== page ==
Tim Koschella is the CEO of Applift.
Playable mobile ads are popular in the gaming industry because they perform well and users prefer them to other ad formats.
This trend will continue next year, and we will also see other industries follow suit, adopting playable and interactive ad experiences for both branding and performance-driven campaigns.
This is not the first-time marketers are learning something from gaming, nor will it be the last. 'Gamification' elements make advertising experiences more engaging and memorable.
The strength of playable ads lies in the fact that the user gets to experience the app before deciding to install it. This might negatively influence the CTR, but it can increase the CR and LTV. Because people are more likely to use the app after download, playables deliver higher ROAS.
Additionally, users who decide not to install the app right after playing the ad have a much higher average time spent on the ad, and thus can be retargeted easily based on the engagement data.
Playable ads are preferred by users - second only to the rewarded ads format. While mobile app marketers are most excited about the playable ads format in 2017, currently less than half of app publishers use them.
Playable ads in the games industry
Most ads for gaming apps do not represent the advertised product very well, causing users to often expect something different when they download and open the app.
Playable ads, by providing a preview of the game, can minimise this 'expectation gap' and help users actually experience what they will get out of the game.
In the example above, you see three different types of playable ads for various games (War Wings, Solitaire and Gardenscapes).
App marketers should test different versions of an ad to see which one users prefer. In the Solitaire example, an interactive wizard explaining how to play the game is utilised to walk a user through the rules of gameplay.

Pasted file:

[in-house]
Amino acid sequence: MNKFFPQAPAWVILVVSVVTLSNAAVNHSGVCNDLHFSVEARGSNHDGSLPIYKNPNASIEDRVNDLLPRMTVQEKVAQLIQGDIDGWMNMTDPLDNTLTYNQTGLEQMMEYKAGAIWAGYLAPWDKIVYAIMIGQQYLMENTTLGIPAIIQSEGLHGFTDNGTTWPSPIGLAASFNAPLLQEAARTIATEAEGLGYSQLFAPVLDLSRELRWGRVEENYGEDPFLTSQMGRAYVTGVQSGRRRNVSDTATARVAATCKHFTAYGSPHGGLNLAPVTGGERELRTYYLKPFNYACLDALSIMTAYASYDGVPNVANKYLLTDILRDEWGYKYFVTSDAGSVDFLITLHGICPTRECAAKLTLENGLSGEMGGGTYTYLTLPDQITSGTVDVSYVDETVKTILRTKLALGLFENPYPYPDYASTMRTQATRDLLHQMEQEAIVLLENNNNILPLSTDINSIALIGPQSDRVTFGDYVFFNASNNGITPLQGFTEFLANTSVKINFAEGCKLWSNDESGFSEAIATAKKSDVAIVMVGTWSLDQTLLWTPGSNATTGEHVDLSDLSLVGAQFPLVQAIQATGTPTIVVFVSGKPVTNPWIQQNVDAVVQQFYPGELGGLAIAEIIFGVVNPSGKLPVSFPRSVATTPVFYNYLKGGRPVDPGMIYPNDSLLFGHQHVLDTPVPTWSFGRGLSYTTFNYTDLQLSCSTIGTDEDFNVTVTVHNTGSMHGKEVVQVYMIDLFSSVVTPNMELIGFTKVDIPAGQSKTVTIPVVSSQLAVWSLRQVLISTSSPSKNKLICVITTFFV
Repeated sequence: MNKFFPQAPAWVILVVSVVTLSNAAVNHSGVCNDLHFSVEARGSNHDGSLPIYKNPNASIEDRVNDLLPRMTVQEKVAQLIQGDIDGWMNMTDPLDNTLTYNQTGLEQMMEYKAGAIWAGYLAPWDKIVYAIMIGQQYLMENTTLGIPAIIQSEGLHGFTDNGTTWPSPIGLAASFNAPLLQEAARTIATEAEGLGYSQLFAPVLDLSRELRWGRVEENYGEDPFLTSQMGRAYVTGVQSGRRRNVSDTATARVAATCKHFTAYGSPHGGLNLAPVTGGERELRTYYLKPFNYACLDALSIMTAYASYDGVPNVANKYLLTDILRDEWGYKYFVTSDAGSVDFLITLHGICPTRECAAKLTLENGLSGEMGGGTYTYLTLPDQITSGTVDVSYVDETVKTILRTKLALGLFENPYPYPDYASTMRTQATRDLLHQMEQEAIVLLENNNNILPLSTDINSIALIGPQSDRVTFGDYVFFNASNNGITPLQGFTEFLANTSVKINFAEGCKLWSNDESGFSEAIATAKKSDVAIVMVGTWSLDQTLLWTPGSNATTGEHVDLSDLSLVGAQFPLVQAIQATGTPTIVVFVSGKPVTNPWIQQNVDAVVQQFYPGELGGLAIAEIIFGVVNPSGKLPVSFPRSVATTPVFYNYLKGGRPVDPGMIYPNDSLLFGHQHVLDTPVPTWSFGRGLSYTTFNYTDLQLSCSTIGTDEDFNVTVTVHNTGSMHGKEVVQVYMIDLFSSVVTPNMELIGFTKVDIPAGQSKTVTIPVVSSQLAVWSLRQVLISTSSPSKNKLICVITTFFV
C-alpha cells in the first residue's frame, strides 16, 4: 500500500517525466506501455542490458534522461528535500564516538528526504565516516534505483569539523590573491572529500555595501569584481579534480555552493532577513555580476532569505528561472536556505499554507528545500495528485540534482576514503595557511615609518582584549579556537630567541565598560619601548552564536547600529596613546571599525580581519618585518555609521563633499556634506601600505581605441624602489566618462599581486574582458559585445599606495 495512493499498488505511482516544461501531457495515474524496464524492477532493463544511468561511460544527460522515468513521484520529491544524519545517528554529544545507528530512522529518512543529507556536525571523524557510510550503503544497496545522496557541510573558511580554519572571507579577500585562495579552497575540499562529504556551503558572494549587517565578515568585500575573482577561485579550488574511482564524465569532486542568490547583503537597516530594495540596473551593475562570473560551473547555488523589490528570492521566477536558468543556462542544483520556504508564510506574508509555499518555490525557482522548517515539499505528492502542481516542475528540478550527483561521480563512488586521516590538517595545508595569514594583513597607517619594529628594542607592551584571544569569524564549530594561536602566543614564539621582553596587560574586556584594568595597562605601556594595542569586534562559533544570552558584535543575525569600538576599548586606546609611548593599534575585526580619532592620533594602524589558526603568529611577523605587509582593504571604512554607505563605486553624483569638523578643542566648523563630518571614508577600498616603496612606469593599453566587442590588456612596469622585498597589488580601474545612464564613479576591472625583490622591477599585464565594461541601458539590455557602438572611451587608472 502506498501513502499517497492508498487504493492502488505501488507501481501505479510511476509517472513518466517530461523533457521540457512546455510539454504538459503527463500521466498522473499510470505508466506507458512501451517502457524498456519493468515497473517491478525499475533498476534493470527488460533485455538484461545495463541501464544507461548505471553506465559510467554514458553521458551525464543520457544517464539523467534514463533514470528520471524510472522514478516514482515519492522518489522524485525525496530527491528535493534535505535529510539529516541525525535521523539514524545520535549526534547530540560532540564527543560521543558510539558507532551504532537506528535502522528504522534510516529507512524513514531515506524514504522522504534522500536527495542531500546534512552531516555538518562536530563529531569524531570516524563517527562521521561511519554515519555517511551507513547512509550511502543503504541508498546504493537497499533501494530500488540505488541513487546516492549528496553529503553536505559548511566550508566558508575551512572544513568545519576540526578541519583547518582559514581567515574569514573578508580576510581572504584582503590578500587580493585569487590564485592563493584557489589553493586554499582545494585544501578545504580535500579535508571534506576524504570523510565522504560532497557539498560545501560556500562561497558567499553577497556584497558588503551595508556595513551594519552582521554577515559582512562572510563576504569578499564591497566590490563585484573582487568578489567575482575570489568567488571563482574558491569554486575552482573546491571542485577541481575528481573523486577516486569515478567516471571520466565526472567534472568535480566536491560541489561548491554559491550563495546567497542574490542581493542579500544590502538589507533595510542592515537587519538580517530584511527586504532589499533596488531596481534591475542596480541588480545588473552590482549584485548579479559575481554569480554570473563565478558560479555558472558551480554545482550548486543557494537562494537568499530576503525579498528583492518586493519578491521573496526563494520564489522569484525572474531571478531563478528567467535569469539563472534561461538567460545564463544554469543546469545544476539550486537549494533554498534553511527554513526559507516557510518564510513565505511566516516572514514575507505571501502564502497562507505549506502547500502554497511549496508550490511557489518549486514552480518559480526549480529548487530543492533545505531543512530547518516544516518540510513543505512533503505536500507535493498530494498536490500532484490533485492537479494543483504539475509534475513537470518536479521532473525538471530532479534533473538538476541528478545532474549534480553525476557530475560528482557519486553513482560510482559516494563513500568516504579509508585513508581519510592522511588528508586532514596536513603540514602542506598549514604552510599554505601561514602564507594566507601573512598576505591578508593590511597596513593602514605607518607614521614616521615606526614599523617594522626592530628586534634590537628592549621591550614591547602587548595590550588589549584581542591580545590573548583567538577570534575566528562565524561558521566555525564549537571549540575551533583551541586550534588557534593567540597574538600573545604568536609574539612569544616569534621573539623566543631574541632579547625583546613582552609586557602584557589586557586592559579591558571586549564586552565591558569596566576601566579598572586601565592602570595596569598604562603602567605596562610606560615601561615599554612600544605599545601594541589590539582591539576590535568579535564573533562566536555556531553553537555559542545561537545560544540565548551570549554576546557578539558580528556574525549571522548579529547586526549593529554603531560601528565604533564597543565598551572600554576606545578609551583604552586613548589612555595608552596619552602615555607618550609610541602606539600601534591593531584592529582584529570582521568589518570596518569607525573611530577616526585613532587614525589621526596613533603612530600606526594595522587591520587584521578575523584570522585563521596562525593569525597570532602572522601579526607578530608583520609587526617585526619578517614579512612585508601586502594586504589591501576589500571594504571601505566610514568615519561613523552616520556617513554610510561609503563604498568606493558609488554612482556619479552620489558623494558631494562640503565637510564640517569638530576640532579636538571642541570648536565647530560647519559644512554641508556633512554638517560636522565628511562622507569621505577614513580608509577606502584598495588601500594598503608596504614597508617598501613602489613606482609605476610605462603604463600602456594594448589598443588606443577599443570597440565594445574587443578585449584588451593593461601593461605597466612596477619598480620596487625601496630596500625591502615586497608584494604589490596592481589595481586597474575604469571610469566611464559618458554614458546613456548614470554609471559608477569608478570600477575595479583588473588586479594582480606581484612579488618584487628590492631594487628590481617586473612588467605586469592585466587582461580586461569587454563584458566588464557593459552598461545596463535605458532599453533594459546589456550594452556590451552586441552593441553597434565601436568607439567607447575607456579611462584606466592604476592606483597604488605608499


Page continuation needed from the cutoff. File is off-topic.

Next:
Ideally, you’ll want to use the ad that will drive the highest conversion rate while providing an accurate representation of what it is like to play the app.
Playable and interactive ads for other verticals
Inspired by playable ads’ success in gaming, other marketers are developing their own playable experiences. Non-gaming apps that want to use enhanced storytelling and engage audience through interactive elements are developing their own playable ads.
For example, Burger King started leveraging playable ads in 2015 with The Angriest Whopper Game created using the Gamewheel platform.
Players try to collect 20 jalapeños in under 20 seconds in order to unlock an exclusive discount coupon, redeemable at Burger King restaurants. By the end of 2016, Burger King had implemented more than four successful campaigns.
Playable and interactive ads are also being used in performance-driven campaigns, not only by gaming but also by brand advertisers. as most of them now focus on mobile channels. Brand marketers create ads that let users sample the features they will get if they download the app.
For example, an airline could create an ad that demonstrates how easy it is to choose your seats, check in, or check your flight status on its app.
Entertainment brands like Paramount started experimenting with interactive ads as published by Gamewheel. The 15-second game challenges you to shoot as many brain-munching zombies as possible.
This immerses users into the idea of the movie and boosts KPIs (like CTR and especially ROAS) since it brings super engaged consumers to likely purchase the DVD. Users spend at least eight times longer on average on such ad experiences.
Hong Kong Airlines promoted upgraded flight seats via 360-degree videos that enable viewers to experience premium travel by “walking” through a business class cabin.
The brand partnered with the advertising platform Kiosked to create the mobile ad units. The ad had high engagement rates and led to immediate bookings.
Another idea for an e-commerce app could be to create an as that allows users to virtually try on clothes and/or easily create wish lists. Just like in gaming, these ads should be fun and designed to maximise engagement while sufficiently representing the app experience.
When designing any ad, mobile marketers should keep in mind that vertical video is on the rise. Design your ad for landscape and portrait viewing.
Playable ads are still a fairly new and technically advanced format, but this year we should see more marketers and publishers, across a wide variety of verticals, get serious about how they can utilise playables, as well as other types of interactive ads.